Win McNamee/Getty Images
Maybe next, we'll find her outside the Capitol playing Three-card Monte with passersby.
I can't for the life of me understand how this does not qualify as a genuine, vintage, unabashed scam. House Minority Leader Nancy Pelosi (D-Calif.) keeps sending out emails with a subject line saying she's not trying to pick your pocket. But the email includes a link that leads you to a page that demands money.
Ostensibly, she just wants your opinion. It's a poll, see?
For the purposes of gathering news, I'm on various Democratic email lists. Pelosi is sending me missives from the House Democrats' fundraising arm, the Democratic Congressional Campaign Committee (DCCC) — now that's your first hint she actually wants money — asking me to complete a poll.
On June 22, I got an email titled, “NOT asking for money.”
Now, that sounds pretty clear to me. After some political talk, she gets to the point with a line at the end of the email: “Please, before midnight — will you complete your survey? Your voice is more important than you know.”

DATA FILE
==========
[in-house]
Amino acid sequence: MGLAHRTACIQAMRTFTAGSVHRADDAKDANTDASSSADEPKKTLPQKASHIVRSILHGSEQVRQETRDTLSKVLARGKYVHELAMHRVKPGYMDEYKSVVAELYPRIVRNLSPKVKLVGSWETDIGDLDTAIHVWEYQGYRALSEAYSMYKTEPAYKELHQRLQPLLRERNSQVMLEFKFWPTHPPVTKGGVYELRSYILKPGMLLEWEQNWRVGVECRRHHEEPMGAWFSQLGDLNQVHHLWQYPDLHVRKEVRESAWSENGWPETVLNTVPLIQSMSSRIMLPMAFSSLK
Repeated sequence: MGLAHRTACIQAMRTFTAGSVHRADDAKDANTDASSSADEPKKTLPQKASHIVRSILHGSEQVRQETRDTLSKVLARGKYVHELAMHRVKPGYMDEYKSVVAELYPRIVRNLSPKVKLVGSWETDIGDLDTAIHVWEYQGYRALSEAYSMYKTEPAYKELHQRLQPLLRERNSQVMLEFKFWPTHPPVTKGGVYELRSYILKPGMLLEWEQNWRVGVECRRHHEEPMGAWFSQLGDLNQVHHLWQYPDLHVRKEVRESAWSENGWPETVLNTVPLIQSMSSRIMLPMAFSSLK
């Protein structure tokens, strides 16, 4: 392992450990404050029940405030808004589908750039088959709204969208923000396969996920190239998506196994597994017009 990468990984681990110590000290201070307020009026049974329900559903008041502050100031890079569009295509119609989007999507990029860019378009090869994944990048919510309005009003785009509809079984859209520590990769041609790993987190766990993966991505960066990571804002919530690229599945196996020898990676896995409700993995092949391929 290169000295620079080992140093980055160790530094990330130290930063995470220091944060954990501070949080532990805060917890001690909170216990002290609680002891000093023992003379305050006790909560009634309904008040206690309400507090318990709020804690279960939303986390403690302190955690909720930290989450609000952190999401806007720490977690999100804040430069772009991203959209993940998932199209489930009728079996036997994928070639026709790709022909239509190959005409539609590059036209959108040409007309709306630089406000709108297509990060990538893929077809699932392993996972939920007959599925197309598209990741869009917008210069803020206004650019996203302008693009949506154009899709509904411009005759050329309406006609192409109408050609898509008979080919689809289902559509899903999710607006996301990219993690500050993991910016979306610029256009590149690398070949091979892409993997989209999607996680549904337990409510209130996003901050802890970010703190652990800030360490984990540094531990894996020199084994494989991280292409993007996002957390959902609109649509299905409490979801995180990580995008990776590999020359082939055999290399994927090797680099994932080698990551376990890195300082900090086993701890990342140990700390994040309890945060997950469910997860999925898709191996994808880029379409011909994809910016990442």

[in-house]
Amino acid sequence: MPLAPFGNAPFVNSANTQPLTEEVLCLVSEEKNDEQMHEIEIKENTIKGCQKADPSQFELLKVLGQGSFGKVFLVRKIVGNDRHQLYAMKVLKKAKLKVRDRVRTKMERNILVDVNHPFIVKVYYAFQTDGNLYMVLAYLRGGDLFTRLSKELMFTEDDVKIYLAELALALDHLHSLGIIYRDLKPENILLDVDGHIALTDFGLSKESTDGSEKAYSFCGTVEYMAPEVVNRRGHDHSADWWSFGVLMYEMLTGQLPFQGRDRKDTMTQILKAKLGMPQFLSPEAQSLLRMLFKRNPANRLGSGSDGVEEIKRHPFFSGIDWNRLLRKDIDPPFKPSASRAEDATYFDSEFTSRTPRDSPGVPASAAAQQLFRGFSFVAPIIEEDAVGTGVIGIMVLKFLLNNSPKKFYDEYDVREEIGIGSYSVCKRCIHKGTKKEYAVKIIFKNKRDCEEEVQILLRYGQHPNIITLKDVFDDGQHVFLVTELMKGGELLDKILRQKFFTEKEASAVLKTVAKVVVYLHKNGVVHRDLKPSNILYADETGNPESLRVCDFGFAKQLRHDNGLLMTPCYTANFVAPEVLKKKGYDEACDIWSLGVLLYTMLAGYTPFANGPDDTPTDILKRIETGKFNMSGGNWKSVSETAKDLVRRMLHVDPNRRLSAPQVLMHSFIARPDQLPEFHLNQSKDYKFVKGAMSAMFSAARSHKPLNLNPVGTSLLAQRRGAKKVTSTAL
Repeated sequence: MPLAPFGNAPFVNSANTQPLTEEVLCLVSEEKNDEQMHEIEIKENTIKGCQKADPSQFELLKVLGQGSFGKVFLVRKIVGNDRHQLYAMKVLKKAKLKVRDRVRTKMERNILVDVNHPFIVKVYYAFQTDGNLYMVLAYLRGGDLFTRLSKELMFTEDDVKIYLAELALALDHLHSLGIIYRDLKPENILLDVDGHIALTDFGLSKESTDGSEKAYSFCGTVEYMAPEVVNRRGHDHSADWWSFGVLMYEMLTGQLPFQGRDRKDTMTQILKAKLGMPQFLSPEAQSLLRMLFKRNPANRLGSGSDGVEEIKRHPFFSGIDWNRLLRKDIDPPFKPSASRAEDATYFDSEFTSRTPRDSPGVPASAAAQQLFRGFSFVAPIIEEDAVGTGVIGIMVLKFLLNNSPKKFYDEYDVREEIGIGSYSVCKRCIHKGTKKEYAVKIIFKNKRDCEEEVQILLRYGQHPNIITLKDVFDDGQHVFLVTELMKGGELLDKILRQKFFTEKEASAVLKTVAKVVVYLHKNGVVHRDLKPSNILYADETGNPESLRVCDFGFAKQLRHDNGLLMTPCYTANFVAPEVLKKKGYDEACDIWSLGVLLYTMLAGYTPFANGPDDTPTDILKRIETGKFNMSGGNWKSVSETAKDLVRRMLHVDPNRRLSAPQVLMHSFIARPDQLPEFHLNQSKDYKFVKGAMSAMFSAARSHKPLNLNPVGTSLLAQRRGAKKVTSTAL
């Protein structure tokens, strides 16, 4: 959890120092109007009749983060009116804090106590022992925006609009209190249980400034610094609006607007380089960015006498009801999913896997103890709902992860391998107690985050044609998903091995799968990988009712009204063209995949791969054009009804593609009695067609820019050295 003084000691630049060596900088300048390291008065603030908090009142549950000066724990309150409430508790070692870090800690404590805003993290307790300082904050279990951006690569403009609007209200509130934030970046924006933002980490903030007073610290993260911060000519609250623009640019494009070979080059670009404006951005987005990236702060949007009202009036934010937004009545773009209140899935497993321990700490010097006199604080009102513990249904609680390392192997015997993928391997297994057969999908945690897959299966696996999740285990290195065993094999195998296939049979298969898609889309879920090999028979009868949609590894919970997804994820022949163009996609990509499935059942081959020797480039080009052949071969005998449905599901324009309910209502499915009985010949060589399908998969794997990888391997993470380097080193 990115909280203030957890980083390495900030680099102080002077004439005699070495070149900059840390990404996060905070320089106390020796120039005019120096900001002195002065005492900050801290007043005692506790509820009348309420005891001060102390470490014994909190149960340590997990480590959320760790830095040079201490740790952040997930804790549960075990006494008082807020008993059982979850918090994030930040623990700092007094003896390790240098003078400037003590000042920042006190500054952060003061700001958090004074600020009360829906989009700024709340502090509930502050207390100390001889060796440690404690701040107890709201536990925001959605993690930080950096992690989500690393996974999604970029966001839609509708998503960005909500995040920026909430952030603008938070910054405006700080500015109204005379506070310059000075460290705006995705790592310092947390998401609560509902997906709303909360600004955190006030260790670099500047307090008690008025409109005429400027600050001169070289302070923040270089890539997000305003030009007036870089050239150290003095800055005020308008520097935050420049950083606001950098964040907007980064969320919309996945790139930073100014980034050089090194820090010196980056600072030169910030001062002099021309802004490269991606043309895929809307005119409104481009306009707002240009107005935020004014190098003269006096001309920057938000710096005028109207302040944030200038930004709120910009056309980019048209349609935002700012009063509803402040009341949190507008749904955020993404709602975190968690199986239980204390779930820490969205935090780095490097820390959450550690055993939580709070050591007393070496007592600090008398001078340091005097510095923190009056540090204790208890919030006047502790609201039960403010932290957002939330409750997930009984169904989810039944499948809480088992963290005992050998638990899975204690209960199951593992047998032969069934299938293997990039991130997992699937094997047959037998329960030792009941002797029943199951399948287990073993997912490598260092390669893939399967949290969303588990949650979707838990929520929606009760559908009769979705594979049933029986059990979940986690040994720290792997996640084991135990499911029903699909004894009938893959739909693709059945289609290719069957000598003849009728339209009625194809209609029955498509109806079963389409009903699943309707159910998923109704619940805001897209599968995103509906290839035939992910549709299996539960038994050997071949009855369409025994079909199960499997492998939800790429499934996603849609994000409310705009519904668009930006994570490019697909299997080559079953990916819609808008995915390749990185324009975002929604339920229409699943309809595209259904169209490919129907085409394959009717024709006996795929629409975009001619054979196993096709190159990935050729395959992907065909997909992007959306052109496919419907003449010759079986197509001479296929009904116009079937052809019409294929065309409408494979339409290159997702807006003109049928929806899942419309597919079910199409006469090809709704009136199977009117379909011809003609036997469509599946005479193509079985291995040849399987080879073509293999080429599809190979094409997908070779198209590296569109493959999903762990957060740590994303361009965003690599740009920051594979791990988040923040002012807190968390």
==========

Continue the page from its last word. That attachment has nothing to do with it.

If you click on the link, you'll find that Pelosi is indeed conducting a survey of Democrats, including such scientifically derived questions as, “Do you oppose the Republican Party's heartless budget?” and “Did you know that the Republican budget includes $4 BILLION in cuts to Social Security?” The choices for answering the latter question are, “Yes, it's awful” and “No, but I do now.”
Scroll to the end of the short poll, and you find what is seemingly the question she most sincerely wants an answer to: “Will you pitch in $3 (or more!) to support the DCCC in its mission to help Democrats take back the House?”
You’re given five choices with different amounts, including your own. Surprisingly enough, each response starts with “Yes!”
Nancy, I thought you weren't asking for money?
On June 24, she was back with an email titled, “need input NOT money,” noting, “My new budget survey is the most critical I've sent to you all year — but my records show you haven't responded to me yet.”
Again, there's a link to a survey that ends with a cash grab. And most recently, on July 11, the same subject line, this time corrected with a comma, “need input, NOT money.” Same deal on the survey.
I gather the attorneys could claim that she is merely seeking your opinion about whether you want to contribute, not asking you to!
But in places where people try to be honest, this is what is called bait-and-switch.
Please note: This is a commentary piece. The views and opinions expressed within it are those of the author only and do not necessarily reflect the editorial opinion of IJR.